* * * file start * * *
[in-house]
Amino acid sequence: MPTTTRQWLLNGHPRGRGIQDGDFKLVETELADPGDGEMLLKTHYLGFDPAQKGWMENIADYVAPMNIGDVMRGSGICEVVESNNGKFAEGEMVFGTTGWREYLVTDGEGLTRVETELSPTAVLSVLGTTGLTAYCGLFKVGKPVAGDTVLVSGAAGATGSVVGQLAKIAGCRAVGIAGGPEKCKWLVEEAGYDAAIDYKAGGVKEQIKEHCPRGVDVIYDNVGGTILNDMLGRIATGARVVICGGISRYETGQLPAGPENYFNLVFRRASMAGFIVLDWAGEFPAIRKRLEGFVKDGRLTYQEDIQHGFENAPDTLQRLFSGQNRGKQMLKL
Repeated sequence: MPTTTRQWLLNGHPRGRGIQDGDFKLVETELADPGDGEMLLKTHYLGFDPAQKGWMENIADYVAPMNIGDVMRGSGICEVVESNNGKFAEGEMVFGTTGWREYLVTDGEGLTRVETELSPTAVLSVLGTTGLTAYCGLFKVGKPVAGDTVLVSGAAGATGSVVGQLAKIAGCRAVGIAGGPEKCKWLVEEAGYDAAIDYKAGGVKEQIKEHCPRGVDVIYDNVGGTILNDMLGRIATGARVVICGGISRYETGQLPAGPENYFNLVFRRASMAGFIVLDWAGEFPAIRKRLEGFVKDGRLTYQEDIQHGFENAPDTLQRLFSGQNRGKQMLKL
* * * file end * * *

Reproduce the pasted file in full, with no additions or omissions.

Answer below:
[in-house]
Amino acid sequence: MPTTTRQWLLNGHPRGRGIQDGDFKLVETELADPGDGEMLLKTHYLGFDPAQKGWMENIADYVAPMNIGDVMRGSGICEVVESNNGKFAEGEMVFGTTGWREYLVTDGEGLTRVETELSPTAVLSVLGTTGLTAYCGLFKVGKPVAGDTVLVSGAAGATGSVVGQLAKIAGCRAVGIAGGPEKCKWLVEEAGYDAAIDYKAGGVKEQIKEHCPRGVDVIYDNVGGTILNDMLGRIATGARVVICGGISRYETGQLPAGPENYFNLVFRRASMAGFIVLDWAGEFPAIRKRLEGFVKDGRLTYQEDIQHGFENAPDTLQRLFSGQNRGKQMLKL
Repeated sequence: MPTTTRQWLLNGHPRGRGIQDGDFKLVETELADPGDGEMLLKTHYLGFDPAQKGWMENIADYVAPMNIGDVMRGSGICEVVESNNGKFAEGEMVFGTTGWREYLVTDGEGLTRVETELSPTAVLSVLGTTGLTAYCGLFKVGKPVAGDTVLVSGAAGATGSVVGQLAKIAGCRAVGIAGGPEKCKWLVEEAGYDAAIDYKAGGVKEQIKEHCPRGVDVIYDNVGGTILNDMLGRIATGARVVICGGISRYETGQLPAGPENYFNLVFRRASMAGFIVLDWAGEFPAIRKRLEGFVKDGRLTYQEDIQHGFENAPDTLQRLFSGQNRGKQMLKL